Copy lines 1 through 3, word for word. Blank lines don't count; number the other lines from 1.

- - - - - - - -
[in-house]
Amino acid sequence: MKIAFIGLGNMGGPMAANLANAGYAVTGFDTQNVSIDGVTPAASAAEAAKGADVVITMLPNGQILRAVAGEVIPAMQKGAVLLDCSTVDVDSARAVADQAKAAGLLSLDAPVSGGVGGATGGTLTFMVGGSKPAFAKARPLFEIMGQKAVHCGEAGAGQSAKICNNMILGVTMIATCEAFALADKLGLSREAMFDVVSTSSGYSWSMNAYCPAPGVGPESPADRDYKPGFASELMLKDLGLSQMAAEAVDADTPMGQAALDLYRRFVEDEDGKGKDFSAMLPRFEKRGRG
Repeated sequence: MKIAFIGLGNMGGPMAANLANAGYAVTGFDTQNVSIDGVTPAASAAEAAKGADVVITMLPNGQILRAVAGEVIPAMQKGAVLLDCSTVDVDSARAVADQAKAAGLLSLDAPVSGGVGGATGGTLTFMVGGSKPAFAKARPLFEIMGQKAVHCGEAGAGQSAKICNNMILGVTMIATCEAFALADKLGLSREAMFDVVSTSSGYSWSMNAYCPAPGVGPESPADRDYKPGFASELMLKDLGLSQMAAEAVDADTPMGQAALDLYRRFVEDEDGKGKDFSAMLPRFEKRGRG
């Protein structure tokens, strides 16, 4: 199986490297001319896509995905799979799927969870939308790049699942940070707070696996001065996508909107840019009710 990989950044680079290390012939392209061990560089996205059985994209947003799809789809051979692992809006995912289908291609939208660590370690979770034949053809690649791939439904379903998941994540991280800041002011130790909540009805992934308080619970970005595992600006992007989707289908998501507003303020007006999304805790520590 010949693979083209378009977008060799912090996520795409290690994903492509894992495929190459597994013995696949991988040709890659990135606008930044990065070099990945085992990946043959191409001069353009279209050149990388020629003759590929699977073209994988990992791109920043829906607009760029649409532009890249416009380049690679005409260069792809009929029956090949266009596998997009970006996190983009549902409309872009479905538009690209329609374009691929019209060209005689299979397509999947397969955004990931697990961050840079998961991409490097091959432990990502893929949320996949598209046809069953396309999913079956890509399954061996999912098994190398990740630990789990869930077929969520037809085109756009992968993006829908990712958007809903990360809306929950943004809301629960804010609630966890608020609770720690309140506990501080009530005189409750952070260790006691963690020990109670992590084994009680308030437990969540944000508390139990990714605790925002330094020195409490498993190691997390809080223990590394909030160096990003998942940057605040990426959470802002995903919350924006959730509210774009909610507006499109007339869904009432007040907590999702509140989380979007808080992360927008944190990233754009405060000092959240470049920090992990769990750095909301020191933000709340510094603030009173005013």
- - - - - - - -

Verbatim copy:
[in-house]
Amino acid sequence: MKIAFIGLGNMGGPMAANLANAGYAVTGFDTQNVSIDGVTPAASAAEAAKGADVVITMLPNGQILRAVAGEVIPAMQKGAVLLDCSTVDVDSARAVADQAKAAGLLSLDAPVSGGVGGATGGTLTFMVGGSKPAFAKARPLFEIMGQKAVHCGEAGAGQSAKICNNMILGVTMIATCEAFALADKLGLSREAMFDVVSTSSGYSWSMNAYCPAPGVGPESPADRDYKPGFASELMLKDLGLSQMAAEAVDADTPMGQAALDLYRRFVEDEDGKGKDFSAMLPRFEKRGRG
Repeated sequence: MKIAFIGLGNMGGPMAANLANAGYAVTGFDTQNVSIDGVTPAASAAEAAKGADVVITMLPNGQILRAVAGEVIPAMQKGAVLLDCSTVDVDSARAVADQAKAAGLLSLDAPVSGGVGGATGGTLTFMVGGSKPAFAKARPLFEIMGQKAVHCGEAGAGQSAKICNNMILGVTMIATCEAFALADKLGLSREAMFDVVSTSSGYSWSMNAYCPAPGVGPESPADRDYKPGFASELMLKDLGLSQMAAEAVDADTPMGQAALDLYRRFVEDEDGKGKDFSAMLPRFEKRGRG